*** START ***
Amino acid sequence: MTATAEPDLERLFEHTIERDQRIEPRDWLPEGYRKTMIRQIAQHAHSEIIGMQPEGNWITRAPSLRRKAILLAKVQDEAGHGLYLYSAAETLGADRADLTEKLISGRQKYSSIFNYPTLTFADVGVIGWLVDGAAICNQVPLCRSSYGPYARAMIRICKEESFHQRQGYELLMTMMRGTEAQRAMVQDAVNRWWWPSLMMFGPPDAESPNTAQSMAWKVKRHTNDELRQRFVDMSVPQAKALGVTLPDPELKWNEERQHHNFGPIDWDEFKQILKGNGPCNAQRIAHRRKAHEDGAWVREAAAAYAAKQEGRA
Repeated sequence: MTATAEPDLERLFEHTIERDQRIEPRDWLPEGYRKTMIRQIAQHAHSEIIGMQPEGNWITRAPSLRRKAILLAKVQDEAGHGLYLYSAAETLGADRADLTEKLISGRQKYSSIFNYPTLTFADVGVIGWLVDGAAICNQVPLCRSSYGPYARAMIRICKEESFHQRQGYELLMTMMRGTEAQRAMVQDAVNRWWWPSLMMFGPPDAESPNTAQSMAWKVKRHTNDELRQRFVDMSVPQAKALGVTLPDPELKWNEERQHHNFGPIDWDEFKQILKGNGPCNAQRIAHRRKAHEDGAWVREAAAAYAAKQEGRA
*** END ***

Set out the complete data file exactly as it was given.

Amino acid sequence: MTATAEPDLERLFEHTIERDQRIEPRDWLPEGYRKTMIRQIAQHAHSEIIGMQPEGNWITRAPSLRRKAILLAKVQDEAGHGLYLYSAAETLGADRADLTEKLISGRQKYSSIFNYPTLTFADVGVIGWLVDGAAICNQVPLCRSSYGPYARAMIRICKEESFHQRQGYELLMTMMRGTEAQRAMVQDAVNRWWWPSLMMFGPPDAESPNTAQSMAWKVKRHTNDELRQRFVDMSVPQAKALGVTLPDPELKWNEERQHHNFGPIDWDEFKQILKGNGPCNAQRIAHRRKAHEDGAWVREAAAAYAAKQEGRA
Repeated sequence: MTATAEPDLERLFEHTIERDQRIEPRDWLPEGYRKTMIRQIAQHAHSEIIGMQPEGNWITRAPSLRRKAILLAKVQDEAGHGLYLYSAAETLGADRADLTEKLISGRQKYSSIFNYPTLTFADVGVIGWLVDGAAICNQVPLCRSSYGPYARAMIRICKEESFHQRQGYELLMTMMRGTEAQRAMVQDAVNRWWWPSLMMFGPPDAESPNTAQSMAWKVKRHTNDELRQRFVDMSVPQAKALGVTLPDPELKWNEERQHHNFGPIDWDEFKQILKGNGPCNAQRIAHRRKAHEDGAWVREAAAAYAAKQEGRA